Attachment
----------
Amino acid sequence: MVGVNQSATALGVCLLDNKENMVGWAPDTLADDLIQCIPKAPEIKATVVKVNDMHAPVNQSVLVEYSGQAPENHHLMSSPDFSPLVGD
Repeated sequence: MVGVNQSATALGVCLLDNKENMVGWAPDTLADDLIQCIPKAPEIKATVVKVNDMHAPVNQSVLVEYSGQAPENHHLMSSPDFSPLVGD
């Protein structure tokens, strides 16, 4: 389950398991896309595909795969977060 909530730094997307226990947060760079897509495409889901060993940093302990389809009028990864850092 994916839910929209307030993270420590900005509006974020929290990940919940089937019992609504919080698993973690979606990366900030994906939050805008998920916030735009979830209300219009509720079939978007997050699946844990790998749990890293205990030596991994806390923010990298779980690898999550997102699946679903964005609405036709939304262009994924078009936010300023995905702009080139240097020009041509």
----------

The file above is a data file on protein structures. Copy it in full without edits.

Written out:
Amino acid sequence: MVGVNQSATALGVCLLDNKENMVGWAPDTLADDLIQCIPKAPEIKATVVKVNDMHAPVNQSVLVEYSGQAPENHHLMSSPDFSPLVGD
Repeated sequence: MVGVNQSATALGVCLLDNKENMVGWAPDTLADDLIQCIPKAPEIKATVVKVNDMHAPVNQSVLVEYSGQAPENHHLMSSPDFSPLVGD
């Protein structure tokens, strides 16, 4: 389950398991896309595909795969977060 909530730094997307226990947060760079897509495409889901060993940093302990389809009028990864850092 994916839910929209307030993270420590900005509006974020929290990940919940089937019992609504919080698993973690979606990366900030994906939050805008998920916030735009979830209300219009509720079939978007997050699946844990790998749990890293205990030596991994806390923010990298779980690898999550997102699946679903964005609405036709939304262009994924078009936010300023995905702009080139240097020009041509």